Abstract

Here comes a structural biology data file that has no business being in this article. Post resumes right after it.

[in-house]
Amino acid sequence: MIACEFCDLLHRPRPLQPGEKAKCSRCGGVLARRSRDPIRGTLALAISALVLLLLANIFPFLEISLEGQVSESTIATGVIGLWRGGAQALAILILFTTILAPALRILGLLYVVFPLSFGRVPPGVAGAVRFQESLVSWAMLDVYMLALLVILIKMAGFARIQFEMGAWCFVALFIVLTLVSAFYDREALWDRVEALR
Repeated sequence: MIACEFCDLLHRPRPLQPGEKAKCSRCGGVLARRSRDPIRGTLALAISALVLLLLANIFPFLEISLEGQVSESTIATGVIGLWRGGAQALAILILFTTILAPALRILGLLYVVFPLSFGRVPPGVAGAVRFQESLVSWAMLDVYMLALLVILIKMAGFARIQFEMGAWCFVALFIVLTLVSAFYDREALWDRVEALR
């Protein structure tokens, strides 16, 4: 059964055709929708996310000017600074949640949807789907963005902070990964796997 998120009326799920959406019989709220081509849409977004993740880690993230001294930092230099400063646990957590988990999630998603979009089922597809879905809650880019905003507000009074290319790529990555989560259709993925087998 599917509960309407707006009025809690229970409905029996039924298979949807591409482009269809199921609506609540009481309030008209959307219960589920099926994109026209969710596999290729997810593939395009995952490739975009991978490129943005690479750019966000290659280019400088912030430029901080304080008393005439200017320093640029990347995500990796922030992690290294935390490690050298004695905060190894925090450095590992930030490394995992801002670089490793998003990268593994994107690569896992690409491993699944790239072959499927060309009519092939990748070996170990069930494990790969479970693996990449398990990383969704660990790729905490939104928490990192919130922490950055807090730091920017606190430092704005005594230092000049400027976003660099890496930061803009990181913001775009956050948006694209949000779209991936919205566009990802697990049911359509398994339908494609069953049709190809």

Age data and estimates on upper-crustal shortening together with observations on the present-day deep-seismic structure, magmatic activity, and geomorphology indicate that the central Andean arc and back arc (lat 20°–22°S) reflect two major thickening mechanisms active during crustal convergence. The first process (from ca. 27 to 5 Ma) involved crustal underthrusting and pervasive lower crustal shortening and thickening. This caused thickening and uplift in the Altiplano, and shortening in the Eastern Cordillera and Interandean zone. The second process (from ca. 5 Ma to the present) involved crustal stacking and caused thickening and uplift in the Eastern Cordillera and shortening in the Subandes. This concept of two thickening mechanisms is synthesized in an area-balanced model describing the crustal evolution from the late Oligocene to the present along a profile from the Western Cordillera to the Brazilian Shield.

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